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I have an interpolated function that looks like this:

$\hskip1.2in$enter image description here

and, based on extreme and critical points, I want to use a polynomial to approximate the function. The points in question are:

pts = {{-0.405234, 1.67277}, {-0.163136, -0.261272}, {0.0847028, -0.183542},
    {0.483178, -0.408663}, {0.590177, 1.67277}};

$\hskip1.2in$enter image description here

I know I could use Fit to get a polynomial with the desired order, but not every polynomial is acceptable.

In order to preserve the qualitative nature of the curve, the polynomial must be at least of order $n=4$, and a requirement is that the polynomial respects the minima of the original curve. Based on that, I did the following:

Let $P_4(x) = a_0 + a_1 x + a_2 x^2 + a_3 x^3 + a_4 x^4$. Then I constructed the function (sorry for the lousy programming)

p4[ls_] := Function[x, Module[{a, c4}, 
  a = Flatten@({a0, a1, a2, a3} /. 
  Solve[Flatten@{(a0 + a1 #1 + a2 #1^2 + a3 #1^3 + a4 #1^4 - #2 == 0) & @@@ #, 
    (a1 + 2 a2 #1 + 3 a3 #1^2 + 4 a4 #1^3 == 0) & @@@ #} &@ls[[{2, 4}]], 
    {a0, a1, a2, a3}]);
  c4 = a4 /. 
  (FindMinimum[
    Abs[a[[1]] + a[[2]] #1 + a[[3]] #1^2 + a[[4]] #1^3 + a4 #1^4 - #2] & @@ ls[[1]] +
    Abs[a[[1]] + a[[2]] #1 + a[[3]] #1^2 + a[[4]] #1^3 + a4 #1^4 - #2] & @@ ls[[3]] +
    Abs[a[[1]] + a[[2]] #1 + a[[3]] #1^2 + a[[4]] #1^3 + a4 #1^4 - #2] & @@ ls[[5]],
    {a4, 0}])[[2]];
  (a[[1]] + a[[2]] x + a[[3]] x^2 + a[[4]] x^3 + a4 x^4) /. {a4 -> c4}
  ]];

This function basically finds the coefficients $a_0, ...,a_3$ of the polynomial by imposing it to pass trough the two minima and ensuring that they are indeed minimia (fortunately I didn't had to impose $a_4 > 0$), and determines $a_4$ as the constant that minimizes the function

$$|P_4(x_1) - y_1| + |P_4(x_3) - y_3| + |P_4(x_5) - y_5|$$

The result is good but not that good:

$\hskip1.2in$enter image description here

So, I try with $P_6(x) = a_0 + a_1 x + a_2 x^2 + a_3 x^3 + a_4 x^4 + a_5 x^5 + a_6 x^6$ (againg, sorry for the ugly programing):

p6[ls_] := Function[x, Module[{a, c6}, 
  a = Flatten@({a0, a1, a2, a3, a4, a5} /.
  Solve[Flatten@{(a0 + a1 #1 + a2 #1^2 + a3 #1^3 + a4 #1^4 
    + a5 #1^5 + a6 #1^6 - #2 == 0) & @@@ #,
    (a1 + 2 a2 #1 + 3 a3 #1^2 + 4 a4 #1^3 + 5 a5 #1^4 + 6 a6 #1^5 == 0) & @@@ #}
    &@ ls[[2 ;; 4]], {a0, a1, a2, a3, a4, a5}]);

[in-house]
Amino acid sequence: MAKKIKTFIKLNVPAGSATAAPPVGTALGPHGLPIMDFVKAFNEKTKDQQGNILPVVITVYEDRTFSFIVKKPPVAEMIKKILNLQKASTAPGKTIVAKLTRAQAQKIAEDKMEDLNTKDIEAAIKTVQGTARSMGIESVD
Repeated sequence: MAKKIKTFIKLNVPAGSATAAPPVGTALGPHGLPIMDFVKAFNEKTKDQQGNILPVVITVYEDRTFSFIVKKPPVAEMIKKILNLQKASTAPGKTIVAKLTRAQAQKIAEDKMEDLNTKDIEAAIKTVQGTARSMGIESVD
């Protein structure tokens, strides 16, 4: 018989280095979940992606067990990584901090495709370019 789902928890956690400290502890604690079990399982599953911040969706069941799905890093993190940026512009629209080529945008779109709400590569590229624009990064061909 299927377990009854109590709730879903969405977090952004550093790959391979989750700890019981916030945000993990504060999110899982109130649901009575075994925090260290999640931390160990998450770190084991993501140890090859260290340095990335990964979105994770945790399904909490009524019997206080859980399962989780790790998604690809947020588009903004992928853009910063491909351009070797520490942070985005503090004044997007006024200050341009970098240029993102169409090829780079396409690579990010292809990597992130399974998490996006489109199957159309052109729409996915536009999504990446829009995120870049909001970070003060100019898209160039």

c6 = a6 /. (Quiet@FindMinimum[
     Abs[a[[1]] + a[[2]] #1 + a[[3]] #1^2 + a[[4]] #1^3 + a[[5]] #1^4 + 
     a[[6]] #1^5 + a6 #1^6 - #2] & @@ls[[1]] + 
     Abs[a[[1]] + a[[2]] #1 + a[[3]] #1^2 + a[[4]] #1^3 + a[[5]] #1^4 + 
     a[[6]] #1^5 + a6 #1^6 - #2] & @@ls[[3]] + 
     Abs[a[[1]] + a[[2]] #1 + a[[3]] #1^2 + a[[4]] #1^3 + a[[5]] #1^4 + 
     a[[6]] #1^5 + a6 #1^6 - #2] & @@ls[[5]], {a6, 0}])[[2]];
  (a[[1]] + a[[2]] x + a[[3]] x^2 + a[[4]] x^3 + a[[5]] x^4 + a[[6]] x^5 + a6 x^6) /.
     {a6 -> c6}
]];

Again I force the minima, but I add a third condition on the coeficients, that there must be a minima in $x_3$. This works like a charm for pts:

$\hskip1.2in$enter image description here

I should be very happy but, if I change the definition for pts

pts = {{-0.419826, 1.67277}, {-0.292539, -0.296446}, {0.00452181, -0.162576}, 
  {0.6037, -0.534627}, {0.735329, 1.67277}}

I end up with

$\hskip1.2in$enter image description here

which is terrible (qualitatively speaking that is)!

The solution is (kinda?) obvious, I need to impose the constraint

$$2 a_2 + 6 a_3 x + 12 a_4 x^2 + 20 a_5 x^3 + 30 a_6 x^4 \le 0 \quad x \in (x_2 + \delta_1,x_4 - \delta_2) \tag{C}$$

(where $\delta_{1,2}$ can be fixed to ensure smoothness) but I have been unable to work with the interval. I've tried defining a function by pieces and apply it to $a_6$ in the constraint section of FindRoot, use HeavisidePi, etc, without success so, my quiestion is: how to include the constraint (C) in FindRoot?

For reference, here is a (coarse) table to generate the original interpolated function for the first and second case:

case1 = {{-0.405234, 1.67277}, {-0.305234, 0.264728}, {-0.205234, -0.2388},
   {-0.105234, -0.242507}, {-0.00523355, -0.197663}, {0.0947664, -0.183713},
   {0.194766,-0.203222}, {0.294766, -0.252936}, {0.394766, -0.334333},
   {0.494766, -0.404536}};

case2 = {{-0.419826, 1.67277}, {-0.319826, -0.275709}, {-0.219826, -0.248922},
   {-0.119826, -0.185553}, {-0.0198259, -0.163342}, {0.0801741, -0.169325},
   {0.180174, -0.197047}, {0.280174, -0.244685}, {0.380174, -0.313329},
   {0.480174, -0.41021}, {0.580174, -0.524263}, {0.680174, -0.190625}};

Thanks for the attention.

share|improve this question
2  
I am not able to see how that last solution is "terrible": it has done all you ask of it. Because your input (red) curve apparently enjoys few or no restrictions, you cannot expect a polynomial of any degree to fit that curve closely between the sampled points, except by pure luck. This seems like a losing game you're playing, unless you know something about the red curve that you're not sharing with us. BTW, if by "$x_2$ you mean the second point from the left, etc., then condition (C) is inconsistent with $x_2$ and $x_4$ being smooth local minima. –  whuber Mar 19 '13 at 0:07
    
@whuber It behaves "terribly" because is intorducing new local maxima and minima, and this is a problem because additional maxima and minima means spurious stationary solutions when working whit dynamical systems. The fourth order polynomial does a good job, but the original curves case1 and case2 are taken from actual data, and it's very important to see if I can improve the fit (n=6). You're right about the condition on (C) and I've modified it accordingly. –  Pragabhava Mar 19 '13 at 3:43